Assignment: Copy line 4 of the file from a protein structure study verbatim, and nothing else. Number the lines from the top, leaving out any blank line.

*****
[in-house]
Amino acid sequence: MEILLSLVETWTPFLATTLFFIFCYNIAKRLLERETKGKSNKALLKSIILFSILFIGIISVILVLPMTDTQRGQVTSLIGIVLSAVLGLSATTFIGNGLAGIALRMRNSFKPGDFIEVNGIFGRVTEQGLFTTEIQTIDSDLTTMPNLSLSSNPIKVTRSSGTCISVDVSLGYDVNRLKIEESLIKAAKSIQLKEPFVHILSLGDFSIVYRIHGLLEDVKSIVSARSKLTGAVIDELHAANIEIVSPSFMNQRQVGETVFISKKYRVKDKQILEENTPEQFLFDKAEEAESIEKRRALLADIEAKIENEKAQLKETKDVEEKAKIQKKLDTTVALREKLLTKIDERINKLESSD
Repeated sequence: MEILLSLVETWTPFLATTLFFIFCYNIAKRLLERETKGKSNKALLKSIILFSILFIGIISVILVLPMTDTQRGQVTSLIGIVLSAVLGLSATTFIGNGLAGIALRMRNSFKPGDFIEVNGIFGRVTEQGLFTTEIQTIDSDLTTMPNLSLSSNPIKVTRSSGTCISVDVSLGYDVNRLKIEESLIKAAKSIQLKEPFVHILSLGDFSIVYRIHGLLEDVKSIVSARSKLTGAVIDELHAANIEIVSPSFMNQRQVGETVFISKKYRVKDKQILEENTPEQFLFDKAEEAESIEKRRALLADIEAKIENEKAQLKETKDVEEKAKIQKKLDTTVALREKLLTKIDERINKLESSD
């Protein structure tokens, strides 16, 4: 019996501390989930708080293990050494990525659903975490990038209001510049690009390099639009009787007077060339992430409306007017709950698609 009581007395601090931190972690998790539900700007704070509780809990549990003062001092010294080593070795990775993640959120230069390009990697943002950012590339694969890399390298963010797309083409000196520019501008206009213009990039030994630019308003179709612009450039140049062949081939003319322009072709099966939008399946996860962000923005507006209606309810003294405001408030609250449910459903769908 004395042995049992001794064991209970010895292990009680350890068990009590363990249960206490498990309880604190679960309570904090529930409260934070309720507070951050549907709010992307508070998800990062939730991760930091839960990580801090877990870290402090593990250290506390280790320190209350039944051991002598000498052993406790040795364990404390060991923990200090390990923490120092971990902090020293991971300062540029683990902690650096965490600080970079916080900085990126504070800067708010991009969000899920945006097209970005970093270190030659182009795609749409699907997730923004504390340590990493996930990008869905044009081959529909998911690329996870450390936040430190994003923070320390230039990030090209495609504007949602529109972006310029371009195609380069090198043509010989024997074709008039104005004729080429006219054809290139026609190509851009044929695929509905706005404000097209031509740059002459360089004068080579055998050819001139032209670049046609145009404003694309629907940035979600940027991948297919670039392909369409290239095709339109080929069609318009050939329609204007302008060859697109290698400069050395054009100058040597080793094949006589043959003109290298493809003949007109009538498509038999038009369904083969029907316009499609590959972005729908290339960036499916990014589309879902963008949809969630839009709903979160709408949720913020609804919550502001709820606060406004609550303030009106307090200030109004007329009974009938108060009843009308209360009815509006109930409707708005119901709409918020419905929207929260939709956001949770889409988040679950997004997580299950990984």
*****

């Protein structure tokens, strides 16, 4: 019996501390989930708080293990050494990525659903975490990038209001510049690009390099639009009787007077060339992430409306007017709950698609 009581007395601090931190972690998790539900700007704070509780809990549990003062001092010294080593070795990775993640959120230069390009990697943002950012590339694969890399390298963010797309083409000196520019501008206009213009990039030994630019308003179709612009450039140049062949081939003319322009072709099966939008399946996860962000923005507006209606309810003294405001408030609250449910459903769908 004395042995049992001794064991209970010895292990009680350890068990009590363990249960206490498990309880604190679960309570904090529930409260934070309720507070951050549907709010992307508070998800990062939730991760930091839960990580801090877990870290402090593990250290506390280790320190209350039944051991002598000498052993406790040795364990404390060991923990200090390990923490120092971990902090020293991971300062540029683990902690650096965490600080970079916080900085990126504070800067708010991009969000899920945006097209970005970093270190030659182009795609749409699907997730923004504390340590990493996930990008869905044009081959529909998911690329996870450390936040430190994003923070320390230039990030090209495609504007949602529109972006310029371009195609380069090198043509010989024997074709008039104005004729080429006219054809290139026609190509851009044929695929509905706005404000097209031509740059002459360089004068080579055998050819001139032209670049046609145009404003694309629907940035979600940027991948297919670039392909369409290239095709339109080929069609318009050939329609204007302008060859697109290698400069050395054009100058040597080793094949006589043959003109290298493809003949007109009538498509038999038009369904083969029907316009499609590959972005729908290339960036499916990014589309879902963008949809969630839009709903979160709408949720913020609804919550502001709820606060406004609550303030009106307090200030109004007329009974009938108060009843009308209360009815509006109930409707708005119901709409918020419905929207929260939709956001949770889409988040679950997004997580299950990984």